Thank you so much, Mr. Chair.
Good afternoon to our witnesses.
I'd like to welcome you to your House of Commons.
I'm an MP from Quebec. In my riding, there aren't, strictly speaking, any forest areas and forestry companies as vast and successful as the ones you mentioned earlier.
However, I'd still like to point out that this industry is very important to the Quebec economy. Earlier, Ms. Brassard gave us a good picture of the reality: the industry is much more than just producing planks, much more than lumberjack work, it's also high-tech.
Three years ago, I went to the Fjord region, in the riding of Chicoutimi—Le Fjord, and I discovered the scent of wood. I was very happy to discover that smell, a smell I like to breathe when I'm walking around. Moreover, wood is used in the composition of many by-products. As Ms. Brassard said earlier, the industry is modernizing, it gives rise to added value. It must change, improve, and that is exactly what's happening.
Ms. Brassard also reported on the investments that have been made and the steps taken by Canada Economic Development. During the years 2009 to 2013, when I was a member of the provincial government, there were fruitful and interesting collaborations that proved beneficial to Quebec workers in the forestry sector. I am also very pleased to point out that those years coincided with my time in government.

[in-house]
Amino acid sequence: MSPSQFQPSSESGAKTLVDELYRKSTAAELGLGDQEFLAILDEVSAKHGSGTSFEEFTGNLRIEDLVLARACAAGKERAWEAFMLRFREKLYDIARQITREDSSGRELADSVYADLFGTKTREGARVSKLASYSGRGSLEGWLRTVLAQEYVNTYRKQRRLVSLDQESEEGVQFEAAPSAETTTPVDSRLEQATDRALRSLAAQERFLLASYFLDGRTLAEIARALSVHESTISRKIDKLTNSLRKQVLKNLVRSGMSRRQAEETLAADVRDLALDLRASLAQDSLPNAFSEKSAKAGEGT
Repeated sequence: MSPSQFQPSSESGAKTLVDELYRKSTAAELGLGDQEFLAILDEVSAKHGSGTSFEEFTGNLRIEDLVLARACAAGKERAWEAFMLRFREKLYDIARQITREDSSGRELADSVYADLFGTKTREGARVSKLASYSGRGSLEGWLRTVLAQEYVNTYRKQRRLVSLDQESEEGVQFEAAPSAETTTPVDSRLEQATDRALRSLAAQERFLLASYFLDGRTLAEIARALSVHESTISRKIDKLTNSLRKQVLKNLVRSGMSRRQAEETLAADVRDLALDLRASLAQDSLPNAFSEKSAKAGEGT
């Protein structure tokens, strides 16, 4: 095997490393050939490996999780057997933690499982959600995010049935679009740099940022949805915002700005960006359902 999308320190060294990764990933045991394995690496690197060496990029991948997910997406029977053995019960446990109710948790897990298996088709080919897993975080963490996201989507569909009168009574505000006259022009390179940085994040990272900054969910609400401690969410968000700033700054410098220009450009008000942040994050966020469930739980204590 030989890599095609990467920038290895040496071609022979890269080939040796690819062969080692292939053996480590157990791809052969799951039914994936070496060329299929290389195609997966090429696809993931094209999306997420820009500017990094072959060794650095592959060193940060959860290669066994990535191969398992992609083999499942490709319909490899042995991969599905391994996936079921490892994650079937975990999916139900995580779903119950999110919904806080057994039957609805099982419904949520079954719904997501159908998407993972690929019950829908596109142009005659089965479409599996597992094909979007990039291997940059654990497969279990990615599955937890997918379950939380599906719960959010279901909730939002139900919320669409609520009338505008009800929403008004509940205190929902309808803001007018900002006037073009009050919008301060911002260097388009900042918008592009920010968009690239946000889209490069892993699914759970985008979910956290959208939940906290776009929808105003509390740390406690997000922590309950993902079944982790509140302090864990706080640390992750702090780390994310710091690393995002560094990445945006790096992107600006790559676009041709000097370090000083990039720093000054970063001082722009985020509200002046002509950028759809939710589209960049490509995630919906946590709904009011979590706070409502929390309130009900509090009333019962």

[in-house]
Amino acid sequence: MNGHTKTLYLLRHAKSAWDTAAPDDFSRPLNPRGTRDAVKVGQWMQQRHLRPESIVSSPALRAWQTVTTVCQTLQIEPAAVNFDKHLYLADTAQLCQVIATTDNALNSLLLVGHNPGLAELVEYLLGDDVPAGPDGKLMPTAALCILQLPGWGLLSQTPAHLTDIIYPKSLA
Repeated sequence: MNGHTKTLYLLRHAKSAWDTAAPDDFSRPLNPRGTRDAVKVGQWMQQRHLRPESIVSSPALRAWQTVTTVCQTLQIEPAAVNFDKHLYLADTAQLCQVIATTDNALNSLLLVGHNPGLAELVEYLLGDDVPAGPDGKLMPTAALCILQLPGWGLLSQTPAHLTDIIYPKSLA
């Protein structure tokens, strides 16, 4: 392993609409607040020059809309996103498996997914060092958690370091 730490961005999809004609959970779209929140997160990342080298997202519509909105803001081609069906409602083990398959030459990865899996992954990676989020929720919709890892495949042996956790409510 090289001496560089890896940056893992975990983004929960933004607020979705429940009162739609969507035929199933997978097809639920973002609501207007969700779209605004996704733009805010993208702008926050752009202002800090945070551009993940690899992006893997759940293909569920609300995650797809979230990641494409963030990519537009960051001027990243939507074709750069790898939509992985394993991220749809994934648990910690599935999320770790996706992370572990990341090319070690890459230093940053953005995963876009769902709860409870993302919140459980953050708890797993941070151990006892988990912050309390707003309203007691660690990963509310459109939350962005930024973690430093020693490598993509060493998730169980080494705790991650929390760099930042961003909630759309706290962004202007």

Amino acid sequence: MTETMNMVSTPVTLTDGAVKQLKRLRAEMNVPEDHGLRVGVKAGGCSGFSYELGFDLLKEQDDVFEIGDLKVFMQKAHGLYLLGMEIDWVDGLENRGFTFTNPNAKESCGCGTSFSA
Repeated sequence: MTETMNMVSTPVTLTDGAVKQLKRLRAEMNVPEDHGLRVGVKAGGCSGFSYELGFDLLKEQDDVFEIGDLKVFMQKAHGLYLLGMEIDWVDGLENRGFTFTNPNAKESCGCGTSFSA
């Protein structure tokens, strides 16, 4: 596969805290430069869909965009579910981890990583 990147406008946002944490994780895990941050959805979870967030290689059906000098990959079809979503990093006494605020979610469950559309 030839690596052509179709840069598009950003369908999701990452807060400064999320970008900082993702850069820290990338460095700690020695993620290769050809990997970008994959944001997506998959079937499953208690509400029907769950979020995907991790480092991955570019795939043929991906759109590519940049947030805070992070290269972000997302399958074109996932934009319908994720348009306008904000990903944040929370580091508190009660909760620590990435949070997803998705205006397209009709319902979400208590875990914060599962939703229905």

Thereafter, we cannot say that things have improved. By a strange coincidence, exactly four years ago today, March 11, do you know where our Prime Minister was? He was in the White House with his good friend, the president at the time, Barack Obama—it's nice to have good relationships like that—and it would have been an extraordinary opportunity to resolve the softwood lumber dispute between Canada and the United States.
What existed four years ago still exists today. Unfortunately, four years ago, when there was perfect harmony between the two heads of state, the Canadian head of state and the American head of state, our Prime Minister failed to resolve this problem which, unfortunately, is affecting the forestry sector, both in Quebec and across Canada, namely the issue of tariffs.
The issue of the tariff problem is a huge one; it is still a 20% tariff, and its application has repercussions. We won another victory last September. Once again, the arbitration tribunal ruled in our favour as Canadians. So what's the big deal? The problem is that this victory has yet to be proven and more needs to be done.
Ms. Brassard, can you explain to us what impact the U.S. anti-dumping tariff, which was challenged by the court, has had on the forestry industry in Quebec?